Approaching a hundred years as a company, Neumann has solidified an unmatched reputation in the studio, especially at the business end of the signal chain: the microphone. They’ve released several iconic models over their long history, with the U 87 among the most recognisable.
It’s no secret that Neumann makes mics of exceptional quality. As such, you won’t find them in the bargain bin. Their flagship tube-based condenser, the U 47, can reach stratospheric prices, especially for the vintage models.
Though the U 87 is far from cheap, it delivers Neumann quality with a price that makes it at least attainable (eventually). Not only that, it’s equally at home in all parts of the studio from vocals, to the orchestra, from guitar cabinets to drum kits. Let’s take a closer look at this classic studio all-rounder.
The Neumann U 87 has featured on too many classic recordings to mention. Despite being the archetypical workhorse, it’s classy enough to shine on any source.
By the time of the rock and roll revolution in the ’50s and ’60s, Neumann had already forged a world-beating reputation. Starting in 1928, the company developed the world’s first commercially available condenser mic, the CMV 3. This striking model cut a unique silhouette and earned the nickname of the ‘Neumann Bottle’.
After the massive destruction caused by World War II, Neumann’s production was disrupted by forced location changes. The company eventually settled in 1949 and created the U 47, featuring multiple polar patterns and the legendary M 7 capsule. This model went on to become an icon, spawning countless tributes to this day.
Up until the ’60s, Neumann’s microphones relied on tube-based circuitry and external power supplies. The company had a breakthrough in this period by taking the phantom power technique that had been utilised in telephones and applying it to microphones with solid-state circuitry. This meant that consoles and preamps with built-in power supplies could send the 48V required to power a condenser through a microphone cable, without needing an external power supply.
Another key spec that contributed to the U 87’s sound is the use of the Field Effect Transistor (more widely known as a FET). As with any electrical innovation, there’s bewildering technical jargon attached to its explanation. From a sonic point of view, however, the FET has a similar character to a triode tube. This made the U 87 very popular, a robust microphone, that didn’t have any tubes to service, with a minimal trade-off in tone.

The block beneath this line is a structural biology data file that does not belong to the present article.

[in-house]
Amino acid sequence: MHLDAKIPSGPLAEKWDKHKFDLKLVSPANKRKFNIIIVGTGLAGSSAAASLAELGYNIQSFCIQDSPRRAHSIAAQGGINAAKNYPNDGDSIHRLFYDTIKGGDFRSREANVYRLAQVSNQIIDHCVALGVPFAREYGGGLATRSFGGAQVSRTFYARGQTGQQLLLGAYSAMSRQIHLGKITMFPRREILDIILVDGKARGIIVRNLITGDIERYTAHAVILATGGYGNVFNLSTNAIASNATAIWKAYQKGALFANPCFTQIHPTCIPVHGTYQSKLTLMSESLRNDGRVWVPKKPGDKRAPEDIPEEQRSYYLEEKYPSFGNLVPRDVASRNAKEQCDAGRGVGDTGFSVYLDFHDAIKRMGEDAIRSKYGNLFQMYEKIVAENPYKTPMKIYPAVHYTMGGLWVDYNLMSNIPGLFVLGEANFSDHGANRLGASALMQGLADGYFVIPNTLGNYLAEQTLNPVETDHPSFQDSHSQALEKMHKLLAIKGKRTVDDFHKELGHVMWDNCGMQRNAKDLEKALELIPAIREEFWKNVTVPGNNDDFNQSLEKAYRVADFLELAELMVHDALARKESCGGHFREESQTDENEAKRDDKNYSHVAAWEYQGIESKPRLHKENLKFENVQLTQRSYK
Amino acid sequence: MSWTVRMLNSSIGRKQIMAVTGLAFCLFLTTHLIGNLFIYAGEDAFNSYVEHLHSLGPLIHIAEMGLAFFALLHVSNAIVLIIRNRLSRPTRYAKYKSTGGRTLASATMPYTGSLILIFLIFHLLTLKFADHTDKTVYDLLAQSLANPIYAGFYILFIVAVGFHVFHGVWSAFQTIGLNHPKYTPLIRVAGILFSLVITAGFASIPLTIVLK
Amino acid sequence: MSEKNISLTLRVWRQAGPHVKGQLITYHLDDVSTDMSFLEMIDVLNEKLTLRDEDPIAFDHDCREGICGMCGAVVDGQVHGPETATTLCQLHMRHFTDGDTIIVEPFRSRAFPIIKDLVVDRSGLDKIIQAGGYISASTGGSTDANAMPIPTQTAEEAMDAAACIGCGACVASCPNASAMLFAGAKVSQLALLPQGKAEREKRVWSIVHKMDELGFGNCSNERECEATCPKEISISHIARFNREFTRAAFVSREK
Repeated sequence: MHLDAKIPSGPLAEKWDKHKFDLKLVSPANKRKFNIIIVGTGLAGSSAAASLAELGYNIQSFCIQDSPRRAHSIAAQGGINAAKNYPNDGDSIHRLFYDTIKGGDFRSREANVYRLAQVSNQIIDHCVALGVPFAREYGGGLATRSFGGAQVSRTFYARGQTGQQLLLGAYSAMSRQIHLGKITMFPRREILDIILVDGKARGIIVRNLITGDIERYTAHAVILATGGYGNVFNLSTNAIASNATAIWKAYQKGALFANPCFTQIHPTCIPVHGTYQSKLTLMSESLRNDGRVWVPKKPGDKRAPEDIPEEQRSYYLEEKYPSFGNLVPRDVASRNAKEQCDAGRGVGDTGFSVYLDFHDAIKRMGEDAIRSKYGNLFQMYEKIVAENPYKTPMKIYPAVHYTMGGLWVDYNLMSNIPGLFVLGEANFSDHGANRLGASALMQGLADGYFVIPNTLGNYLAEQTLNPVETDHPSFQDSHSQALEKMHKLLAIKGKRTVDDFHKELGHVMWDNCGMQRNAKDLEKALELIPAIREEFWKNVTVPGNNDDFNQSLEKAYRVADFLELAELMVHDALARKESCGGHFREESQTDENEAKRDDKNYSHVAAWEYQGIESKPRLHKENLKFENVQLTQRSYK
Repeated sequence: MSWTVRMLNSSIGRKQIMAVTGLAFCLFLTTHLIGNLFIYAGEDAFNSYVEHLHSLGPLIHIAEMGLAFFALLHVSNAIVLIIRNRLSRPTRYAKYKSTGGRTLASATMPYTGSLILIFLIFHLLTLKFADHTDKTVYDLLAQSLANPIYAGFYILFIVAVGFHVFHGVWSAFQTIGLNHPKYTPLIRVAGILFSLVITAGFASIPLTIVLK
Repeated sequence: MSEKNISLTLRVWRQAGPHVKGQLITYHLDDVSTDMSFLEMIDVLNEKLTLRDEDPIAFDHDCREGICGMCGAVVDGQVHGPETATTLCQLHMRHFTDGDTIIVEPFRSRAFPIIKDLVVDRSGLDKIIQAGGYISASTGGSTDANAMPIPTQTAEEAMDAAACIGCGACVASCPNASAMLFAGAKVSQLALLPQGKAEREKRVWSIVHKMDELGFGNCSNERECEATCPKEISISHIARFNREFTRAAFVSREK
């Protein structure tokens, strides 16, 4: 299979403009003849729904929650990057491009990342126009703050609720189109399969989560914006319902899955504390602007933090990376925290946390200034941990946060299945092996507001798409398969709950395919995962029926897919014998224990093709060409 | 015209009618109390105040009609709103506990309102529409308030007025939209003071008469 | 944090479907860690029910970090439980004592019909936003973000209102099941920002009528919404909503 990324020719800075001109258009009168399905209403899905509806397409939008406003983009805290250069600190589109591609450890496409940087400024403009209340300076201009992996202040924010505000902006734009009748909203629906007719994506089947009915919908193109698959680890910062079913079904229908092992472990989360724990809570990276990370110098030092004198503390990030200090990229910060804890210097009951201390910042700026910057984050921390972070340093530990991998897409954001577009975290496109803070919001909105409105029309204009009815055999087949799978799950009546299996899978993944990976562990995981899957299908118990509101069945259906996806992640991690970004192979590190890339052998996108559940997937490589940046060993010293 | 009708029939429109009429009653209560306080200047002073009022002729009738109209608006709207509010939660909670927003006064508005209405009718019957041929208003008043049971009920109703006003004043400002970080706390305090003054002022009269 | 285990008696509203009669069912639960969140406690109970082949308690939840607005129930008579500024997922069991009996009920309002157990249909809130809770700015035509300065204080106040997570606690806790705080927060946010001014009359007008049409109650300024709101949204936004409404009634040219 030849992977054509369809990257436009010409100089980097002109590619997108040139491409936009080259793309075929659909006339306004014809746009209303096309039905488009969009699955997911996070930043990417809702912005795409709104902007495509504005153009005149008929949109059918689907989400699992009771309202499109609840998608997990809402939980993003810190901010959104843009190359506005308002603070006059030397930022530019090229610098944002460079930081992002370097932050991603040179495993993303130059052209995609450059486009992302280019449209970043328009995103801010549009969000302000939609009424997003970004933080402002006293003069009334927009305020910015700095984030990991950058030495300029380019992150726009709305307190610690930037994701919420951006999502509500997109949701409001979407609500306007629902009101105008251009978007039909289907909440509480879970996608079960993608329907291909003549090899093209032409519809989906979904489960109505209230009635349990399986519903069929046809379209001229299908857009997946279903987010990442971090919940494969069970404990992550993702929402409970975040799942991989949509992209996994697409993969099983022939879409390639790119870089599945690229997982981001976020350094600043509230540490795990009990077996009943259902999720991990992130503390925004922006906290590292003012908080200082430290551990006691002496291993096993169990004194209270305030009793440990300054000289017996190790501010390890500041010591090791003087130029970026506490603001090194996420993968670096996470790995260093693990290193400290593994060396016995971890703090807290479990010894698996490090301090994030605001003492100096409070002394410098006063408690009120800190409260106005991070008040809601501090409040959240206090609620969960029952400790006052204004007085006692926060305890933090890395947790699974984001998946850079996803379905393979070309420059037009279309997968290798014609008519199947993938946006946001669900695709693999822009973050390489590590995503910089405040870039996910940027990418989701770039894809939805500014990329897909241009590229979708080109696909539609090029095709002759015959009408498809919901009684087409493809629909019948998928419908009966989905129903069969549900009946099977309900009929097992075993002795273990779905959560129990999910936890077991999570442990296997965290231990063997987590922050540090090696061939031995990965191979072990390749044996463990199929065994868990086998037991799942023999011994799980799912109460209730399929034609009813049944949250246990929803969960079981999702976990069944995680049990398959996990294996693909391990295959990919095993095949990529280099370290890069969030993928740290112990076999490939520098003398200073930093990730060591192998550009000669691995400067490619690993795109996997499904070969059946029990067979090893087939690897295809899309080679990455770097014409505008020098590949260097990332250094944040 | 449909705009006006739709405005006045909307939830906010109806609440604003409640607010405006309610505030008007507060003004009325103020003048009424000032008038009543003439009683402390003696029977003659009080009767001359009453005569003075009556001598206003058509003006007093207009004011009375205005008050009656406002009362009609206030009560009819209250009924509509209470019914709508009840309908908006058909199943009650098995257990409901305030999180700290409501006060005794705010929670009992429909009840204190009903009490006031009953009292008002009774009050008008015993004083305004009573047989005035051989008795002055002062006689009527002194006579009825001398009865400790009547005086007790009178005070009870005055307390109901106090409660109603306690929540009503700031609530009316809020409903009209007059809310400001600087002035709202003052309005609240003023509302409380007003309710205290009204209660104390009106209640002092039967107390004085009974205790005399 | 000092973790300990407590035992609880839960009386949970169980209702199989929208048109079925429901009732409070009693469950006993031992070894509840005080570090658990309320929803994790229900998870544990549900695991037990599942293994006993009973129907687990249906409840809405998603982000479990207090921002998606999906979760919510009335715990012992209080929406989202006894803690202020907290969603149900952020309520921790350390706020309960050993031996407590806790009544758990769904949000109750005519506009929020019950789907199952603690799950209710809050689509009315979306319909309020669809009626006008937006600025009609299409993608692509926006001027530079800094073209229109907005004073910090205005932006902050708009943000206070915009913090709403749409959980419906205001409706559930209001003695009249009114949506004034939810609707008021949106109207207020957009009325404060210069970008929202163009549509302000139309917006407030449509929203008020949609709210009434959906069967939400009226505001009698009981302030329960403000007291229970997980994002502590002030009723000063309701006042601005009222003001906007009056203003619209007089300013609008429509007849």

In the studio
One of the keys to a mic’s success in the studio is its reliability. Seems like a no-brainer, but it’s not just the build quality that’s worthy of note in the U 87 – it’s also the frequency response. The Shure SM57 is, of course, a reliable mic in terms of build quality. But it provides a pretty biased view of the sound sources you’re recording.
Firstly, there’s quite an unnatural bump in the 3 – 8 kHz range, which can make a lot of sounds translate quite harshly. Secondly, there’s a pretty steep roll-off below 200 Hz, which rules it out as an appropriate mic for many bass-heavy instruments. It makes it a classic candidate, however, for instruments that can be benefitted by its character, like the snare and guitar cabinet.
The U 87, in contrast, provides a much flatter response all the way across the spectrum. Yes, there is a slight roll-off, but it corners at approximately 60 Hz or so; only the ‘subbiest’ of instruments couldn’t be well-captured by the U 87. It does exhibit a minor lift in the upper-frequency range, but it’s centred between 5 and 10 kHz. This is slightly beyond the ‘harsh’ upper mids and perfectly poised to give vocal tones a slight but welcome lift in presence.
Adding to its versatility are the multiple polar patterns. Nowadays, it’s quite common for multiple polar patterns to be switchable within a large-diaphragm condenser. 50 years ago, it was less common, but also, more important. With lower track counts on tape machines, engineers really needed to get bang-for-buck from their microphones and U 87 offered plenty.
It possesses a classic cardioid position, which is the obvious first choice for vocal capture. Beyond that, it has an omnidirectional pattern, which makes it ideal for spaced pair positioning on a choir, string quartet, upright piano, drum kit and more. There’s also a figure-eight option, which is just as handy for its null-points as its zones of capture. If you’re recording a small horn section in a single room, for example, the null-points can be aimed at the instruments you don’t want to capture, creating an environment for minimum spill.
The U 87 has been in service for more than 50 years now. It’s a proven option for capturing vocals of any kind (famously favoured by rappers like Jay-Z, due to its effortless ability to capture nuances of the voice intimately). It makes a perfect pairing mic too and is often teamed up with the Shure SM57 to capture the breadth of distorted harmonics from guitar cabinets for example.
Most importantly, the U 87 continues to be built to the exacting specifications of Neumann to this day. With no signs of a slow down in its popularity, artists and engineers are set to enjoy this classic for generations to come.